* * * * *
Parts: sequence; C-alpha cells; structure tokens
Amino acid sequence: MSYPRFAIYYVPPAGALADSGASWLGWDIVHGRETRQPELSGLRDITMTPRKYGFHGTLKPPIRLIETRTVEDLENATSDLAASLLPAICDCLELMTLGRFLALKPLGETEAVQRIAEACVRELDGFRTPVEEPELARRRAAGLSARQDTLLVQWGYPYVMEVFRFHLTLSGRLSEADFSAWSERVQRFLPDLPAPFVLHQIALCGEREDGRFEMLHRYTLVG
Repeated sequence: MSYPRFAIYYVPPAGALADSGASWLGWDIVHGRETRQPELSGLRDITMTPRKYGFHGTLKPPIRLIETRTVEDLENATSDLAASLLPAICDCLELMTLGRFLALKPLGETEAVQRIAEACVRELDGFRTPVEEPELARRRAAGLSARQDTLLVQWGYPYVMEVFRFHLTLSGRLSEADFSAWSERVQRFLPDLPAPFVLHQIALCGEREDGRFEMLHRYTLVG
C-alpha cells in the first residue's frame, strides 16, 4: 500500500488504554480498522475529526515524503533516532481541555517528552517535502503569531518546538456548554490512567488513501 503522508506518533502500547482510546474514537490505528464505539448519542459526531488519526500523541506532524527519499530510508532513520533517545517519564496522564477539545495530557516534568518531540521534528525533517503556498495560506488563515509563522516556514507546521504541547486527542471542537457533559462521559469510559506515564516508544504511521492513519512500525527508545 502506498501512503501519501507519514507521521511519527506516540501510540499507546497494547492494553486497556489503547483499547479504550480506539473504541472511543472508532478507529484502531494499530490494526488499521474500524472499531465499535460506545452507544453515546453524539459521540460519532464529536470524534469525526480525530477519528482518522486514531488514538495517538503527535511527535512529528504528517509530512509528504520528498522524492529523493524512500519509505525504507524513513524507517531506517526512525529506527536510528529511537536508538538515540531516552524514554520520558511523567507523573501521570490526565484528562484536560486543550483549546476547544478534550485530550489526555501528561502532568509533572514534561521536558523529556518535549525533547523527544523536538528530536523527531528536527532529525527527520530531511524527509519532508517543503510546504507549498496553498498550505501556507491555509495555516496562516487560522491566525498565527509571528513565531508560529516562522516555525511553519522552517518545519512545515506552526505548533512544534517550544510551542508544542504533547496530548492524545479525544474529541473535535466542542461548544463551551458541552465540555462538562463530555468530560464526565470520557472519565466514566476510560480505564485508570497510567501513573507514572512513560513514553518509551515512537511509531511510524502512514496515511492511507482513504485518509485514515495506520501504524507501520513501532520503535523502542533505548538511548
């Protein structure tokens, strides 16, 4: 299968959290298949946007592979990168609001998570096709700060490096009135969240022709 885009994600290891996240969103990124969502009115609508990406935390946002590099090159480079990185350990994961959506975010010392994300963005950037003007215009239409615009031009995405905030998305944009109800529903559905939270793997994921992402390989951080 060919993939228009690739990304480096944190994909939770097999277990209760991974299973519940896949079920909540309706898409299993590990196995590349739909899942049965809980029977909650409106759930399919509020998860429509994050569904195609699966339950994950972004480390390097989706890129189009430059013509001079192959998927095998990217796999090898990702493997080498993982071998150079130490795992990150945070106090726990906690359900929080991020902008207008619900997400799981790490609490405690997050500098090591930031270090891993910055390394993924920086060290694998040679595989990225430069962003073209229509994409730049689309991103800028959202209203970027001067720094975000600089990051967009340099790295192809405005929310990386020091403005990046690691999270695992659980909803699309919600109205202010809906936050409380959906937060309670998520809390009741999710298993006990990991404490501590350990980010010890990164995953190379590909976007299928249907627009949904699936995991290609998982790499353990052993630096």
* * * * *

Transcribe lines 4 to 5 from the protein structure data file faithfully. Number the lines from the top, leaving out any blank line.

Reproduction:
C-alpha cells in the first residue's frame, strides 16, 4: 500500500488504554480498522475529526515524503533516532481541555517528552517535502503569531518546538456548554490512567488513501 503522508506518533502500547482510546474514537490505528464505539448519542459526531488519526500523541506532524527519499530510508532513520533517545517519564496522564477539545495530557516534568518531540521534528525533517503556498495560506488563515509563522516556514507546521504541547486527542471542537457533559462521559469510559506515564516508544504511521492513519512500525527508545 502506498501512503501519501507519514507521521511519527506516540501510540499507546497494547492494553486497556489503547483499547479504550480506539473504541472511543472508532478507529484502531494499530490494526488499521474500524472499531465499535460506545452507544453515546453524539459521540460519532464529536470524534469525526480525530477519528482518522486514531488514538495517538503527535511527535512529528504528517509530512509528504520528498522524492529523493524512500519509505525504507524513513524507517531506517526512525529506527536510528529511537536508538538515540531516552524514554520520558511523567507523573501521570490526565484528562484536560486543550483549546476547544478534550485530550489526555501528561502532568509533572514534561521536558523529556518535549525533547523527544523536538528530536523527531528536527532529525527527520530531511524527509519532508517543503510546504507549498496553498498550505501556507491555509495555516496562516487560522491566525498565527509571528513565531508560529516562522516555525511553519522552517518545519512545515506552526505548533512544534517550544510551542508544542504533547496530548492524545479525544474529541473535535466542542461548544463551551458541552465540555462538562463530555468530560464526565470520557472519565466514566476510560480505564485508570497510567501513573507514572512513560513514553518509551515512537511509531511510524502512514496515511492511507482513504485518509485514515495506520501504524507501520513501532520503535523502542533505548538511548
């Protein structure tokens, strides 16, 4: 299968959290298949946007592979990168609001998570096709700060490096009135969240022709 885009994600290891996240969103990124969502009115609508990406935390946002590099090159480079990185350990994961959506975010010392994300963005950037003007215009239409615009031009995405905030998305944009109800529903559905939270793997994921992402390989951080 060919993939228009690739990304480096944190994909939770097999277990209760991974299973519940896949079920909540309706898409299993590990196995590349739909899942049965809980029977909650409106759930399919509020998860429509994050569904195609699966339950994950972004480390390097989706890129189009430059013509001079192959998927095998990217796999090898990702493997080498993982071998150079130490795992990150945070106090726990906690359900929080991020902008207008619900997400799981790490609490405690997050500098090591930031270090891993910055390394993924920086060290694998040679595989990225430069962003073209229509994409730049689309991103800028959202209203970027001067720094975000600089990051967009340099790295192809405005929310990386020091403005990046690691999270695992659980909803699309919600109205202010809906936050409380959906937060309670998520809390009741999710298993006990990991404490501590350990980010010890990164995953190379590909976007299928249907627009949904699936995991290609998982790499353990052993630096």